A move to stage Four for Albemarle County schools is not “a foregone conclusion,” schools Superintendent Matt Haas said Thursday, but division staff are putting together a team to draft more detailed plans for a potential shift to that stage, which would give all students the option of some in-person classes.
Haas and schools staff discussed the planning process with School Board members Thursday during their monthly business meeting. Breaking from a previous timeline, division staff proposed pushing back the decision for the third quarter to mid-January in order to allow more time for planning.
After a brief discussion about that change, board members decided to stick with the proposed timeline, meaning that Haas will make a recommendation Jan. 14 and the board will decide Jan. 21.
“I think that’s to make sure that we are doing the very best job that we can; that’s why the timetable was changed,” board chairman Graham Paige said.
Stage Four wouldn’t start until early February under that timeline.
The division started the second quarter earlier this week in Stage Three, which allowed for in-person classes twice a week for preschoolers through third-graders. There are five stages to the division’s reopening plan with the fifth stage being in-person classes for all students following a more typical attendance schedule alongside a virtual learning option.
The Charlottesville School Board will vote next week on a plan to start in-person classes for elementary students in mid-January. Middle and high school students would go back to school twice a week starting Feb. 1, the start of the third quarter. The board will review the local COVID-19 data before making a final decision in mid-December.
Haas said that slowing down the timeline was out of consideration for teachers and that involving them in planning for Stage Four would be key.
Since the summer, a chorus of teachers have been critical of the division’s approach to reopening schools and criticized their lack of involvement in planning efforts.
“A lot of the feedback we received on the last time that we made a recommendation and we moved forward on it was that teachers had just been starting to hit their stride with virtual learning, and that it was very disruptive,” Haas said. “So we were just trying to be sensitive, and not all of a sudden ramping things up again to make possibly another recommendation.”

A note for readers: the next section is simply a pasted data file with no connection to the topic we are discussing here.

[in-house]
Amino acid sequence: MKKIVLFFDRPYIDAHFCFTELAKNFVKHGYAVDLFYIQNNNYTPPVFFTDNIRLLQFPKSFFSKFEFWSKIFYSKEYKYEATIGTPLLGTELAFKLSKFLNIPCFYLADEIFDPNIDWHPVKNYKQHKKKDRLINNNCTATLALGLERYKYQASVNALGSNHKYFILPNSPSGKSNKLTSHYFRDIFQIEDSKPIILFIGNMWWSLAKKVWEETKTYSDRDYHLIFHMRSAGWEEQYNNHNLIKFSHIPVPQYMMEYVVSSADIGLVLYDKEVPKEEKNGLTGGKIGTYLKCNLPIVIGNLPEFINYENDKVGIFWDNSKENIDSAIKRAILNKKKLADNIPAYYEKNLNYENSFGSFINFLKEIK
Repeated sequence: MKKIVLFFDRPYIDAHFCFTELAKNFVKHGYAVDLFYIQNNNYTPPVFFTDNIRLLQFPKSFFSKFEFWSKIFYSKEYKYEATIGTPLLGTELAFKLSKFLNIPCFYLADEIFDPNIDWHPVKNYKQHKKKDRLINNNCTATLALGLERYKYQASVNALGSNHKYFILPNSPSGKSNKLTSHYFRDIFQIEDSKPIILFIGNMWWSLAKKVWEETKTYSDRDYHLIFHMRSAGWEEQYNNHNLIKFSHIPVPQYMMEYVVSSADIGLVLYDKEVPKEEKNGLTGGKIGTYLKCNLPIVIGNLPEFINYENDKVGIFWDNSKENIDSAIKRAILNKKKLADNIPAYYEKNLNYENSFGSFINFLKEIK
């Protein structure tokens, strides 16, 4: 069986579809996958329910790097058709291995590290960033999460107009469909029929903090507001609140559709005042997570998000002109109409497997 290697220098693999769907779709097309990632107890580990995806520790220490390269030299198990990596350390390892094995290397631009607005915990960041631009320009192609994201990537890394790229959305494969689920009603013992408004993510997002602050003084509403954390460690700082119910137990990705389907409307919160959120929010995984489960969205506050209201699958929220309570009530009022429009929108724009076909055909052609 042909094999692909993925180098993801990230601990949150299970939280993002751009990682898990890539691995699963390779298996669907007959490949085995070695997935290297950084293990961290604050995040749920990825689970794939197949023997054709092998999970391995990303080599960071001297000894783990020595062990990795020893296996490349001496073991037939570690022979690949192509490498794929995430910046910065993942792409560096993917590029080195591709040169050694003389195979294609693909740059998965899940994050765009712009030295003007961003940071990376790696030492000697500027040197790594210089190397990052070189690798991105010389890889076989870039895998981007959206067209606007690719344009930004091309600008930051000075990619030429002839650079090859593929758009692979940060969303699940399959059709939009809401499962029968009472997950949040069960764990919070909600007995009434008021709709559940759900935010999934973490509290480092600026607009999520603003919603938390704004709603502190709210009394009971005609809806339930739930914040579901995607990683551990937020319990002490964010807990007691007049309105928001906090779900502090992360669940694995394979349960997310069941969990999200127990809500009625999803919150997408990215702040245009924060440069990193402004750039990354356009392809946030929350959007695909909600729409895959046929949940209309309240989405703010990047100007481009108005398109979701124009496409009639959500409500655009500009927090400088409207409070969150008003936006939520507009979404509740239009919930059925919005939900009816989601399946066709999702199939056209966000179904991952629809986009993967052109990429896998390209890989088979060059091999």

The division has identified six factors but no metrics for the decision. The factors include state and federal guidance, current COVID-19 conditions in the area, ability to staff the schools and the district’s testing capacity.
The planning effort includes four teams focusing on operations, human resources, policy and instruction.
“Some of the most consistent feedback that we heard from our community and from our staff when we moved to stage three was that our operational and instructional plans weren’t quite detailed enough for families and staff members to make informed decisions about returning to school,” said Patrick McLaughlin, the division’s chief of strategic planning.
The team will present a report next month.
Haas said that now is the time to be flexible as they approach what school looks like including changing the start date for the second semester to allow for Stage Four with the new semester rather than a few weeks in.
“Our primary consideration … will be the safety and well being of the students, and we can adjust everything else around that,” Haas said.
The division launched a COVID-19 support hotline Wednesday, which will help connect families in need with resources to support their needs such as food or mental health.
Those in need of assistance should call (434) 972-1618 or email SupportForFamilies@k12albemarle.org
The hotline is not for emergencies and callers can expect a response within one business day, according to the presentation.
Haas said the school division received a donation from the Public Education Foundation and Charlottesville-Albemarle to assist with meeting the needs of families.
Since launching the hotline, the division has received six requests, which were all in Spanish.
“They asked for a variety of assistance from the school system, which we are able to accommodate,” Haas said, adding that assisting families might also involve connecting them with a school counselor.